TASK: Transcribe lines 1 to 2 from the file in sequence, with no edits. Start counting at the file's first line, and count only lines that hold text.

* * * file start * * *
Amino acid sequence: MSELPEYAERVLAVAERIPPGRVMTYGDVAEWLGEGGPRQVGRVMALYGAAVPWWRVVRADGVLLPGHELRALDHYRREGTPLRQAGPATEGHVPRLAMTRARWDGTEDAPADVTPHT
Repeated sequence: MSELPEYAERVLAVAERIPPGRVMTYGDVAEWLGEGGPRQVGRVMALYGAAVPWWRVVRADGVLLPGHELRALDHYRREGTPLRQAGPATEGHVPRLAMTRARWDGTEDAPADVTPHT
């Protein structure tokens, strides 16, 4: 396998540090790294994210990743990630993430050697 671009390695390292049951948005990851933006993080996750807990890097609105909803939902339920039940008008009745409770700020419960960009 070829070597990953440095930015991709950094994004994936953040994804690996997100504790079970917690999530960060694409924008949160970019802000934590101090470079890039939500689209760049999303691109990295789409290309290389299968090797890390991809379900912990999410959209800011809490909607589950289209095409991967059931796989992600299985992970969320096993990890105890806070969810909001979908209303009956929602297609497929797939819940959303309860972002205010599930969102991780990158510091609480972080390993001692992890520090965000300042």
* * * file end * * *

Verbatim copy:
Amino acid sequence: MSELPEYAERVLAVAERIPPGRVMTYGDVAEWLGEGGPRQVGRVMALYGAAVPWWRVVRADGVLLPGHELRALDHYRREGTPLRQAGPATEGHVPRLAMTRARWDGTEDAPADVTPHT
Repeated sequence: MSELPEYAERVLAVAERIPPGRVMTYGDVAEWLGEGGPRQVGRVMALYGAAVPWWRVVRADGVLLPGHELRALDHYRREGTPLRQAGPATEGHVPRLAMTRARWDGTEDAPADVTPHT